On this week's episode of the CISO/Security Vendor Relationship Podcast, Edna Conway discussed with co-host David Spark why the Axonius approach to asset management is unique, and why the topic is such a hot trend right now:
Implementing Security Solutions at a Growing Company
When he joined mobile attribution and analytics leader App
sFlyer in January 2018, CISO Guy Flechter began implementing a wide-ranging cybersecurity program to protect his heterogenous environment.
“The nature of our business coupled with how quickly we’ve grown has led to an environment that is far from uniform,” said Flechter. “With Windows devices in AD, Macs managed by JAMF, Linux devices managed by Chef, various security tools (such as: end point protection, EDR, deception and more) on every laptop, MDM solutions, deception agents, and so on, the result was a patchwork of security solutions. And although adopting best-of-breed solutions is the right strategy, it becomes a management headache.”
Ensuring Policy Adherence
After implementing the best security tools for every device type, the AppsFlyer team realized that they needed an automated way to ensure that every device had the required solutions installed, and that users had the correct permissions to adhere to the overall security policy.
“We needed an easy and automated way to have clear visibility into which agents were missing from each device, and a way to know when users had rights that conflicted with our security policies. For example, I want to immediately see all Windows devices missing an endpoint agent, unmanaged devices in various VLANs, and I want to know any time a user has been active but hasn’t changed their password in the past 60 days. These are really foundational elements of any cybersecurity program, and there were no good ways to get the answers,” said Flechter.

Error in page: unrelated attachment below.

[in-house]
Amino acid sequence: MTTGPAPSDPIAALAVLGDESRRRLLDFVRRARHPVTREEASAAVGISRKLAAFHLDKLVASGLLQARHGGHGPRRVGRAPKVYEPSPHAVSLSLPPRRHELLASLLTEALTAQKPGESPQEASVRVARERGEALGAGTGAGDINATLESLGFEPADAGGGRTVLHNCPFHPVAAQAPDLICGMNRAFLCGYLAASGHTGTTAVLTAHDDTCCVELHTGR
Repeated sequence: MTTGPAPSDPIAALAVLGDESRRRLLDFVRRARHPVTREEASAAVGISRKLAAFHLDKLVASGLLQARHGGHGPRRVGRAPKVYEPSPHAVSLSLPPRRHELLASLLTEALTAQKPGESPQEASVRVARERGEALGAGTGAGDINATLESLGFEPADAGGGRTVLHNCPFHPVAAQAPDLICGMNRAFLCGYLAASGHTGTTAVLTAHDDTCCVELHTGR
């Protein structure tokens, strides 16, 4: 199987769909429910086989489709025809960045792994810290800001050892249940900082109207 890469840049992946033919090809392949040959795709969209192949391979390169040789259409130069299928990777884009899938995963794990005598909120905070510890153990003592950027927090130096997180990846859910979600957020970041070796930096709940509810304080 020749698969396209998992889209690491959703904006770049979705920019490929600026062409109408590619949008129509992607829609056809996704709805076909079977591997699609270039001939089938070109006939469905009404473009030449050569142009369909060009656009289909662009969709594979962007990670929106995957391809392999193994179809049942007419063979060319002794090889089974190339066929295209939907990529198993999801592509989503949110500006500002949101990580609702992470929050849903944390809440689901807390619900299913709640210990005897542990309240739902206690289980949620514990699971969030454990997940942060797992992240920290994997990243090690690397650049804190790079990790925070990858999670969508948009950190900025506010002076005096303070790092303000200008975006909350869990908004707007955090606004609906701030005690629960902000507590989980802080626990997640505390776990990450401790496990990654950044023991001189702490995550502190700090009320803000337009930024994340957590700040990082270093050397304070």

Recently the topic of continuous asset management for cybersecurity has spawned some interesting discussion. From Daniel Miessler’s piece “If You’re Not Doing Continuous Asset Management You’re Not Doing Security” to Anton Chuvakin’s note about “asset discovery and asset management for the modern era becoming a BIG HUGE problem”, the topic is gaining steam.
It’s funny how and when inspiration strikes. A few days ago, I was reading our almost 4-year-old one of her favorite books, “We Forgot Brock”. It’s a book I’ve read to hear dozens of times, but this time was different. When I got to the last page and saw the final sentence, it struck me in a way I haven’t been able to forget:
And everything was even better than before.
n a widely shared article by Daniel Miessler and a post by Anton Chuvakin, the topic of asset management and its relationship to cybersecurity has been resurrected. And although cybersecurity asset management isn’t as sexy as AI, ML, and some of the other hot topics in cyber tech today, it’s an issue whose time has come. In this post, we’ll look at why asset management is still a problem, what success looks like, and an approach to getting there.
Cybersecurity’s Next Best Alternative to Time Travel
Back in the 1980s and 1990s, cybersecurity was easy. Work consisted of PCs connected to networks through a cable. There were no smartphones, BYOD only meant something at fraternity parties, and IoT was science fiction. It was a simpler time. There was no way we could have foreseen the huge changes in the way we work, and the way attackers target corporate information.
The annual RSA Conference is just days away, and with 60,000 security professionals about to descend on San Francisco, we thought we’d provide an unofficial guide the RSA Conference 2018. Here we’ll focus on 3 things: the sessions, the expo, and of course, the parties. Parties first…..